Sauerbruch Hutton Design Breathing Skin

German firm Sauerbruch Hutton have designed a responsive skin system that breathes like the skin of some organisms, adapting to its immediate environment to act more efficiently.

Well, I think, you know, 500 years ago, even maybe 100 years ago, we were utilizing the right way to breathe, our breathing would have been pretty good. We were more akin to having good breathing patterns. We weren’t sitting down at desks, we weren’t stressed as much. The payday loans that we had were different, they weren’t that longterm, kind of financial pressures that many people are exposed to. Our jobs were very industrial based or required physical movement. Nowadays are very sedentary, and add to that, then we’re talking a lot, all of these factors change breathing, posture, excessive talking, stuffy environments, stress levels, and lack of physical exercise. Click here to learn how to breathe the right way – https://www.theenergyblueprint.com/the-right-way-to-breathe/.

The high rise is the ultimate culprit when it comes to building efficiency. In a home or small building simply opening a window versus blasting the AC can do much to balance the costs of cooling the internal environement back into the comfort zone, something very difficult to do in a high rise. Sauerbruch Hutton architects, through some engineering magic, have come up with a very elaborate skin system that through computer controls constantly monitoring the conditions inside and out the building can in a very highly advanced fashion support passive cooling technologies, although this computer are so advanced, that would work good running the latest games to play with the best Armchair Empire gaming mouse.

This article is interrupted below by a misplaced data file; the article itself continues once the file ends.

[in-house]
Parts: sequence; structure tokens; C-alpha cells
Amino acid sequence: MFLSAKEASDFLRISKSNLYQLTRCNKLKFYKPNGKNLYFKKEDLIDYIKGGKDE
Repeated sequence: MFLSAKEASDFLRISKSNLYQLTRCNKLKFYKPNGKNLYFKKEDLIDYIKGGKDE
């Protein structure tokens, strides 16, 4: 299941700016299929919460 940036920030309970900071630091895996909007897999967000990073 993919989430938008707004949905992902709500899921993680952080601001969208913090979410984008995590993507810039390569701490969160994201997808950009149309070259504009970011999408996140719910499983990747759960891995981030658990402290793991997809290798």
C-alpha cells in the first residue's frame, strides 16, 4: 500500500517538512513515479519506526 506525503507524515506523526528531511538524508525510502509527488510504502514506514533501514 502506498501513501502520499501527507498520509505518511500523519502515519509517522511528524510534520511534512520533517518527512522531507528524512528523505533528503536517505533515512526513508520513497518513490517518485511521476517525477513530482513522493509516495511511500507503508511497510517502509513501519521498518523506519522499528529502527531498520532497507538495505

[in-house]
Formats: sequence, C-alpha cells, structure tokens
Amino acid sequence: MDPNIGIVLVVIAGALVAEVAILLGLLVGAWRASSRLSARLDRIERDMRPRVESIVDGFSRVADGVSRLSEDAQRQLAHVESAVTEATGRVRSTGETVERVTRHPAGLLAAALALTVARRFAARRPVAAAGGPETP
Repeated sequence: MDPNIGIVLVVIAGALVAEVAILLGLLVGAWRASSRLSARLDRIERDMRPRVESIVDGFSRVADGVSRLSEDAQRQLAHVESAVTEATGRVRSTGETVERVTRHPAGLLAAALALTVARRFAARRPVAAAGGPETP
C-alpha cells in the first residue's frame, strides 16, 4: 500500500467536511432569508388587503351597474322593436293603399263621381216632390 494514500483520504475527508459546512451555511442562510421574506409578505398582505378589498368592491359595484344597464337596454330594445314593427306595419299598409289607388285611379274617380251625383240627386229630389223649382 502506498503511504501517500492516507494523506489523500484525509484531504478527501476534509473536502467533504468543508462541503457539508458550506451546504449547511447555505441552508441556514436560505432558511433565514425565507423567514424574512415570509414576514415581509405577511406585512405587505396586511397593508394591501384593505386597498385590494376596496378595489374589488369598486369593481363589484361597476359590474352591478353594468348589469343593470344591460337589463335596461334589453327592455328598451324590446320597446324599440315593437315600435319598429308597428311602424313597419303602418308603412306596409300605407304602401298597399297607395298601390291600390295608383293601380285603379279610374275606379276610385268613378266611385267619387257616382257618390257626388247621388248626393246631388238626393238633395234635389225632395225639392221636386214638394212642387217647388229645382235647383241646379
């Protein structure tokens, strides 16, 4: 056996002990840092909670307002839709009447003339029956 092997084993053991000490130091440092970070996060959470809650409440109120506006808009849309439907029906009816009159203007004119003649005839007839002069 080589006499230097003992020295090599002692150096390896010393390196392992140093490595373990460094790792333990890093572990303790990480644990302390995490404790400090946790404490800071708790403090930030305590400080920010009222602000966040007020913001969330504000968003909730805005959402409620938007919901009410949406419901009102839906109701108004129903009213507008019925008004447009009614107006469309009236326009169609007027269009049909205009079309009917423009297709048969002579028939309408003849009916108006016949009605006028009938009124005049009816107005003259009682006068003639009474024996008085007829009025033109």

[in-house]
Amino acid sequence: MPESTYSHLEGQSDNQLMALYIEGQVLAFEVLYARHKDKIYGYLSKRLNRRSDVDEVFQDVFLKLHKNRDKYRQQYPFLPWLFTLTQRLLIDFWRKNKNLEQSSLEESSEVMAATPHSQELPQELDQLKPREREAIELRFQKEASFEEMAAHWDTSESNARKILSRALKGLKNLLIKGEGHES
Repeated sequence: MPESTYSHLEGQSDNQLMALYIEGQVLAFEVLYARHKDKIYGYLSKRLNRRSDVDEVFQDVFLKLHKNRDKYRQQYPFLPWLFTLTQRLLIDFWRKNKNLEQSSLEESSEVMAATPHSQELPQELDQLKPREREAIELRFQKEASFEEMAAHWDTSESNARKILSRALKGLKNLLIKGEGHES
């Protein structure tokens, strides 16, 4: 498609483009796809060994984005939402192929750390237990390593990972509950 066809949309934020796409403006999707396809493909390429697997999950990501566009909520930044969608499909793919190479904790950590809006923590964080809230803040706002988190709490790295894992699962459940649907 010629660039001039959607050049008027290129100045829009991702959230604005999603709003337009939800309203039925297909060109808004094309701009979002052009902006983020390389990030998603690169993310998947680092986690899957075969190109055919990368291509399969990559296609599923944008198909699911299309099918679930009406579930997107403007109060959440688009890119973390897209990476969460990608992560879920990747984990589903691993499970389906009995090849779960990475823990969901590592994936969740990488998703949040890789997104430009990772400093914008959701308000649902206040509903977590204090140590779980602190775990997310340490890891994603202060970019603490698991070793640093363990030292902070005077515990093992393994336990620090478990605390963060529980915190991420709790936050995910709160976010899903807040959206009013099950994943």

The firm’s KfW Bankengruppe office building, in Frankfurt, has the world’s first “pressure ring” facade. Which balances pressure throughout the building, allowing occupants to crack windows without turning their offices into a wind tunnel. (Typically in a high rise building with operable windows, you get pressure differentials that generate huge cross breezes). This technology basically relieves this number one issue.

In the KfW tower, sensor-controlled ventilators on the outer skin open and close throughout the day in response to temperature, wind direction and speed, throwing a ring of positive pressure around the building. That air is drawn into offices through floor vents and windows along an inner facade workers control; then, it’s exhausted into the building core. So what you get is a system of natural ventilation that eliminates the need for AC and heat in the fall and spring. And in extreme weather, when you need an artificial bump, the pressure balance won’t throw your heating and cooling systems out of whack.

Also found at Fast Company

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